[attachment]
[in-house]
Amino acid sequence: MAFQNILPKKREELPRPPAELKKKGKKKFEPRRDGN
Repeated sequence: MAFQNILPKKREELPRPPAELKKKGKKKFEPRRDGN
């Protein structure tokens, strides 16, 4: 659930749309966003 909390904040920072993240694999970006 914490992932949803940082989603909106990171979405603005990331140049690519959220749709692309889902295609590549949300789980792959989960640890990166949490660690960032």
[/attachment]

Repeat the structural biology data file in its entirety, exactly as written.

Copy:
[in-house]
Amino acid sequence: MAFQNILPKKREELPRPPAELKKKGKKKFEPRRDGN
Repeated sequence: MAFQNILPKKREELPRPPAELKKKGKKKFEPRRDGN
């Protein structure tokens, strides 16, 4: 659930749309966003 909390904040920072993240694999970006 914490992932949803940082989603909106990171979405603005990331140049690519959220749709692309889902295609590549949300789980792959989960640890990166949490660690960032």